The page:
Tomorrow, March 9th, at 5:30 the Perth Amboy Board of Education will hold its monthly public meeting in the high school auditorium.
Two key differences from the typical meetings according to a letter addressed to “Honorable Members of the Board of Education” from Business Administrator Michael LoBrace, copied to Superintendent David Roman and assorted administrators: First, the standard order of business—the public gets to speak first and later the Board goes into Executive Session for an unknown period of time—will be reversed. The meeting will be called to order and the Board will immediately get up and disappear. Only then will the public be able to make comments. Second, the public can’t actually be there, even though the auditorium can hold over 700 people. Instead they can offer comments by calling a phone number and providing a meeting ID and password. “Upon joining the meeting,” LoBrace’s letter explalns, “members of the public will be muted to ensure there is no disruption to to the business being conducted by the Board of Education.”
Sounds like some Perth Amboy officials have their tails between their legs. What else could account for this bizarre muffling of the public?
Everyone knows what’s up: In fact, the first item on the agenda, after the Board gets back from its indefinite Executive Session, is “Juvenile crimes within the community.”
What are those “juvenile crimes”?
They’ve been going on for a while, well before two and a half weeks ago when a fifth-grader stabbed a classmate with a knife at Shull Middle School. According to inside sources, district leaders have failed to control student behavior for years. In 2019 the teacher union president Patricia Paradiso told the Board “there is a level of student aggression in our buildings that is distressing” and “staff members are getting hit, kicked, punched and bitten. No child should have to witness this behavior day after day in their classroom.” Earlier this school year 6th grade math teacher Frances Cafferty, who was the 2021 Governor’s Educator of the Year, sent in her letter of resignation, which included this:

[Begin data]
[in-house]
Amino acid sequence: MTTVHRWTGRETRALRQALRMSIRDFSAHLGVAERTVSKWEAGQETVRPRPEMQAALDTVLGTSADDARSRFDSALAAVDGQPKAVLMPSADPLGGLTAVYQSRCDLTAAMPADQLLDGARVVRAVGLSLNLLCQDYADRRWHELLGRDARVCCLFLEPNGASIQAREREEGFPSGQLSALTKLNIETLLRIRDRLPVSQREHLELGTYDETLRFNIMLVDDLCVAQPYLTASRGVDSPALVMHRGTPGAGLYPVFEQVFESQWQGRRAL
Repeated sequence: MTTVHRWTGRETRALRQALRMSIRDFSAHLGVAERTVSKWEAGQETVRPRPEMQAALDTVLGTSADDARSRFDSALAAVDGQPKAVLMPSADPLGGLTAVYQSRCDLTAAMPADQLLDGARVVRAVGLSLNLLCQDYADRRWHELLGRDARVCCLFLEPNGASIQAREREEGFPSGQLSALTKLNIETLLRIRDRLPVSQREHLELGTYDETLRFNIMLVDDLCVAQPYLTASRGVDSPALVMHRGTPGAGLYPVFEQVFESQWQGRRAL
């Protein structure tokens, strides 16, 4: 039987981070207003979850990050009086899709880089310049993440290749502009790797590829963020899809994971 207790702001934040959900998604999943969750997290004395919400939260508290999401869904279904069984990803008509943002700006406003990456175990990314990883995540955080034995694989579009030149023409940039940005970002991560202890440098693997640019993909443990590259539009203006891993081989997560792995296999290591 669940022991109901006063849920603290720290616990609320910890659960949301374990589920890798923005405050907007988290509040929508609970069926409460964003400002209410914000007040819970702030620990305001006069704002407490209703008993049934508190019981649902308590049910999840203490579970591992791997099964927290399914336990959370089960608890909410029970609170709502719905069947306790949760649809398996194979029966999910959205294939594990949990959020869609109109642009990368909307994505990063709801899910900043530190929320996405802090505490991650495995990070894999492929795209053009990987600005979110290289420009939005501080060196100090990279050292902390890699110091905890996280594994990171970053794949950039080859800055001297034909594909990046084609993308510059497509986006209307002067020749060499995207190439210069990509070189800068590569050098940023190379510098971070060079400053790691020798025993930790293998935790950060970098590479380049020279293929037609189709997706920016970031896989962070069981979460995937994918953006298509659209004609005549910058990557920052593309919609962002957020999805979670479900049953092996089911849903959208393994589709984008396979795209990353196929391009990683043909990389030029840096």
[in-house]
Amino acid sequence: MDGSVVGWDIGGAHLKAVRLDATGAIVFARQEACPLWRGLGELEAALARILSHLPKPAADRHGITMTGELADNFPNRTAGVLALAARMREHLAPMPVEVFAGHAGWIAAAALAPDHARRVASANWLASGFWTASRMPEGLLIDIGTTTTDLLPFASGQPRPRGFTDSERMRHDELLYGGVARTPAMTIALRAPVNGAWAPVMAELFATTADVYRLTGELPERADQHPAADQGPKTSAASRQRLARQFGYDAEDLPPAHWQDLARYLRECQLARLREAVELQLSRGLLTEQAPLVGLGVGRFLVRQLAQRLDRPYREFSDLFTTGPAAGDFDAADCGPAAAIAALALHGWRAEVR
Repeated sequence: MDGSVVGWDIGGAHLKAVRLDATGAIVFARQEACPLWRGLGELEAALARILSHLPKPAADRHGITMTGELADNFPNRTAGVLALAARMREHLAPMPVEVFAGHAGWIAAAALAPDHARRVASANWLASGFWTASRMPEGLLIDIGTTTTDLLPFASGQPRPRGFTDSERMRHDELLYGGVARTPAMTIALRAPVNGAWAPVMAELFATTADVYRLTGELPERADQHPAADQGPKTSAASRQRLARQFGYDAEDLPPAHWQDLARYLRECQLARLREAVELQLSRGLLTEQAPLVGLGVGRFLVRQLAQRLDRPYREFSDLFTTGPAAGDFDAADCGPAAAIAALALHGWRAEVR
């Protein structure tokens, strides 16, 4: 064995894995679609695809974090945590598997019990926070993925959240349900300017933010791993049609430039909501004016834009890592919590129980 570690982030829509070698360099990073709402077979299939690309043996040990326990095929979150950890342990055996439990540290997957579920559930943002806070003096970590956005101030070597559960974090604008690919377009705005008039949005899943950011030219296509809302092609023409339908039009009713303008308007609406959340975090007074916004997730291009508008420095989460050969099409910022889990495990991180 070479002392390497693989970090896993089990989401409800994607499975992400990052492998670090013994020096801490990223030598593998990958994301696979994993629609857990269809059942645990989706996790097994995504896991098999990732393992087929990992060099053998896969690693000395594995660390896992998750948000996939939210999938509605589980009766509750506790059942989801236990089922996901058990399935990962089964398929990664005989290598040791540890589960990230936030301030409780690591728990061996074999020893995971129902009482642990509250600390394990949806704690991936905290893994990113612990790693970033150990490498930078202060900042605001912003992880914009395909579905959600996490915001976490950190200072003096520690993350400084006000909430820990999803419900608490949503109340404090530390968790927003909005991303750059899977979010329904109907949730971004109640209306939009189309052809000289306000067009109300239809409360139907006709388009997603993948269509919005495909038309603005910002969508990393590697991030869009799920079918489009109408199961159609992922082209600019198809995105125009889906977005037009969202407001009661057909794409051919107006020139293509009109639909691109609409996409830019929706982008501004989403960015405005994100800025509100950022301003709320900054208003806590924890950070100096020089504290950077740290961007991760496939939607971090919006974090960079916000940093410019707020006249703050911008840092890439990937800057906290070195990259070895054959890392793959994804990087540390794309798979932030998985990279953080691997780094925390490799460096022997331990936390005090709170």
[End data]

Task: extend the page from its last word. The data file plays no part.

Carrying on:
Students are engaging in extremely violent activities. They are cutting class to roam the halls kicking doors so hard that pieces of the solid wood doors are breaking off in chunks. They are boxing, wrestling, running, stampeding and jumping on each other in the hallways as administrators are standing dead center of the hall.
After the stabbing last month, Paradiso said students “frequently” bring knives to school but teachers “are afraid to voice concerns out of fear of retaliation and that the school has too may vacant positions to be able to effectively educate of its students.”
The community has had enough. In just the last two weeks there has been a series of protests by students, parents, and residents, including a student walk-out and a rally at Perth Amboy City Hall Circle. Tomorrow, the day of the “public” board meeting, there will be two protests: one with parents at 10 am at the Board Office (see image below) and another at 5 pm right outside Perth Amboy High School before the meeting begins. I’ve been told students were preparing statements to read to the Board; because they won’t have that opportunity they’ll gather outside the high school. They are also doing their own research: here is a link to their short survey—Perth Amboy Voices of the Public / Perth Amboy Voces del Publico—that asks the public whether they agree with the district’s solution to put armed guards and metal detectors in schools.
Not that the Board seems very interested in the views of the public; as one teacher said, “so much for building those community relationships.” In fact, the agenda for tomorrow’s meeting includes new job descriptions for armed security guard, three new appointments for armed security guards (pending their concealed carry permits and corresponding handgun qualifications), a job description for “Manager of Security Personnel,” new policies for “Use of Metal Detectors,” and clarifications of policies for Harassment, Intimidation, and Bullying, which include administrators’ responsibility for enforcement.
Also, another 15 teachers resigned from Perth Amboy Public Schools.